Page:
The poinsettia (Euphorbia pulcherrima) is the one flower that is associated with Christmas, though it’s not a flower at all. The “blooms” are actually red plant bracts that are a different color than the plant leaves. This perennial plant is native to Mexico, can live for years, and reach a mature size of 16 feet tall. Along with the Christmas tree, poinsettias have now become firm Christmas symbols.
There are not only red poinsettias (the classic one) but other color varieties as well. They can be pink, white, marbled, or pale green, and come with different names like Cortez, Ice Punch, Marble Star, Silver Star, Luv U Pink, Snowy White, Chianti, etc.
Contrary to popular belief, poinsettias are not toxic or poisonous to pets or children. Being exposed to the plant does not result in side effects, although the milky sap from cut poinsettia stems can cause an irritating skin rash to people who are allergic to it, although this is rare.
During the holiday season, you may receive a poinsettia as a gift, or you may just want to decorate your home with these traditional Christmas plants. But what do you do with them after the Christmas season is over?
Poinsettia Care during Christmas
When a poinsettia is properly cared for, it will look beautiful throughout the Christmas season and for several weeks afterward. Although poinsettias originate from a tropical environment (e.g. Mexico), they can still thrive indoors depending on how you care for them – which should start from the moment they are bought and brought home.
Due to being sensitive to cold, which damages the leaves and causes them to drop, do not buy poinsettias from outdoor markets or open-air sales. When you buy them, ask the shop to wrap them in a protective wrapper before you bring them back. They need a minimum temperature of 55-60°F (13-15°C), and should be placed away from any direct sources of heat or cold. Loamy, neutral pH soil works best for poinsettias.
If the poinsettia has wrapping paper around the container, remove it so the water can drain through the soil freely. Place the container in a saucer to protect your furniture, then put the plant in the brightest location in your home, such as on a window sill. Keep the plant away from drafts and don’t let the leaves touch a cold windowpane.
Water anytime the top of the soil feels dry to the touch, which will probably be every day. The soil should always be moist, but well drained at the same time. Try to use slightly tepid water, not freezing water straight from the tap, when watering them.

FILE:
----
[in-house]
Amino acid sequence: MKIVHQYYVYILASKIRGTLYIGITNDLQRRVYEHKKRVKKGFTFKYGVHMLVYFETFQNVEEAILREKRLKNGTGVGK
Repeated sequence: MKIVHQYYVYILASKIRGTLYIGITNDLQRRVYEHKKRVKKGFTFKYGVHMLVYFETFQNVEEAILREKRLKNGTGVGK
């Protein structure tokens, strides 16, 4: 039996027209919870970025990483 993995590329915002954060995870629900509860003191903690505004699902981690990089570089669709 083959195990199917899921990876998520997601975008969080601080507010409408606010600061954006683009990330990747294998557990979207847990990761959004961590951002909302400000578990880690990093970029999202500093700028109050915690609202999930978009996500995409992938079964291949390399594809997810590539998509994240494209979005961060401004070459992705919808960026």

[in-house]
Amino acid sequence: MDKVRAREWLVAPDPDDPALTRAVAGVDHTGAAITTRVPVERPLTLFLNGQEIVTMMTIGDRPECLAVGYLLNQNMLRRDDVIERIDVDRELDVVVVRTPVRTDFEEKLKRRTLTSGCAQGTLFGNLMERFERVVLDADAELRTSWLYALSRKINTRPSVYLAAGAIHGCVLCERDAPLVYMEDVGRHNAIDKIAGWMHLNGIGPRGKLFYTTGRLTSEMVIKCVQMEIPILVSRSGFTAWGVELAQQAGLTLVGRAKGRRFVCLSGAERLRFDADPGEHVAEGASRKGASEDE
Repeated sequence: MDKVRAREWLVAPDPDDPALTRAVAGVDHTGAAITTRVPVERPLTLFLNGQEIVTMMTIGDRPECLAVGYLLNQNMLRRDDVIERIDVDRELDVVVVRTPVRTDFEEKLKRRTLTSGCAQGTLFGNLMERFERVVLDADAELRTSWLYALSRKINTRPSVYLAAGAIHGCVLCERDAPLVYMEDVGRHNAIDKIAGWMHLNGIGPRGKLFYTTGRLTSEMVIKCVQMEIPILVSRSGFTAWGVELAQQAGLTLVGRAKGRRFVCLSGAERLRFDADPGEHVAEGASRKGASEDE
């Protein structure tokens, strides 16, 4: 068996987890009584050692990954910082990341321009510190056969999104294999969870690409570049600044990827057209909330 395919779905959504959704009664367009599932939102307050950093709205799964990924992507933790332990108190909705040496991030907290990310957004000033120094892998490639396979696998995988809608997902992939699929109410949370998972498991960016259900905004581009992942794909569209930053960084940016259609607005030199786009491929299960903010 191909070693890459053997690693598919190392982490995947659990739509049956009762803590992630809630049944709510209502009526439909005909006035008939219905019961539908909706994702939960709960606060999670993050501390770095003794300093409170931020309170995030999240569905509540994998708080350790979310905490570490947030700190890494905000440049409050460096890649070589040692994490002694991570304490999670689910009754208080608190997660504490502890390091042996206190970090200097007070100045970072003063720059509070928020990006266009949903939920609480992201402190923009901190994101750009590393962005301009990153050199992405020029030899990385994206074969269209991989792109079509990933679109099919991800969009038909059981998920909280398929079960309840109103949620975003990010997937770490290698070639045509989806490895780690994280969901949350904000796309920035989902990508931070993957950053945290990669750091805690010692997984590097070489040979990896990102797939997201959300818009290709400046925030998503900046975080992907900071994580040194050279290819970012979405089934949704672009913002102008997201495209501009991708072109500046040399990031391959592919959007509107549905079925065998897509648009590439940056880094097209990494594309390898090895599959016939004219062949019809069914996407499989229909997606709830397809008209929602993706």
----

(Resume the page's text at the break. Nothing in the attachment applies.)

After Christmas Poinsettia Care
There will come a time, even after the best of care, when the bracts will fade and fall off. The poinsettia will look dead, but it’s just going into dormancy. Many people just dispose of their plants once the Christmas season is over, but that is a shame, because it is possible to get the bracts to develop color again for the next Christmas.
Leave the plant in a sunny location and continue to water it until April 1st. After that, the watering can be slowly decreased, allowing the soil to dry out between each watering. After a couple of weeks, when the plant has gotten more used to this process of drying, it should then be shifted to a cooler location where the temperature will remain a consistent 60°F (15.5°C) and withhold water.
In 6 weeks (around the middle of May) cut the plant stem back to about 4 inches and re-pot poinsettia into a larger pot filled with new soil. Water well and place plant back in a sunny indoor location. Whenever the soil becomes dry it should be watered and you should keep looking for new signs of growth on the plant stem. Begin feeding poinsettia with high potash plant food every other week when you notice new growth.
Move the potted plant outside by June 1st and place in a bright, protected area. July 1st prune each stem back to about 1 inch. Continue watering and feeding plant. Prune stems back again in mid-August and bring the plant indoors. Continue this routine care until the end of September.
The poinsettia needs 14 hours of continuous darkness every day starting on October 1 and continuing until the plants’ bracts are fully colored, which should be around Thanksgiving. The bracts develop color in response to long periods of darkness – this process is called photoperiodism. The dark treatment should be adhered to strictly. Even missing one night of this dark treatment may hinder the process of bract coloration.
Stop the dark treatment by December 1st, and stop feeding the plant in mid-December for best results.
If you live in a climate that is warm year-round, poinsettias can be planted directly into the outdoor soil and grown in the landscape. Keep the soil moist and feed the plant during the summer months.
If your climate is cold, you can still have them outdoors (in containers) during the warmer months, but not in direct sunlight and certainly not in frost. Bring them indoors just before the onset of the first frosts.
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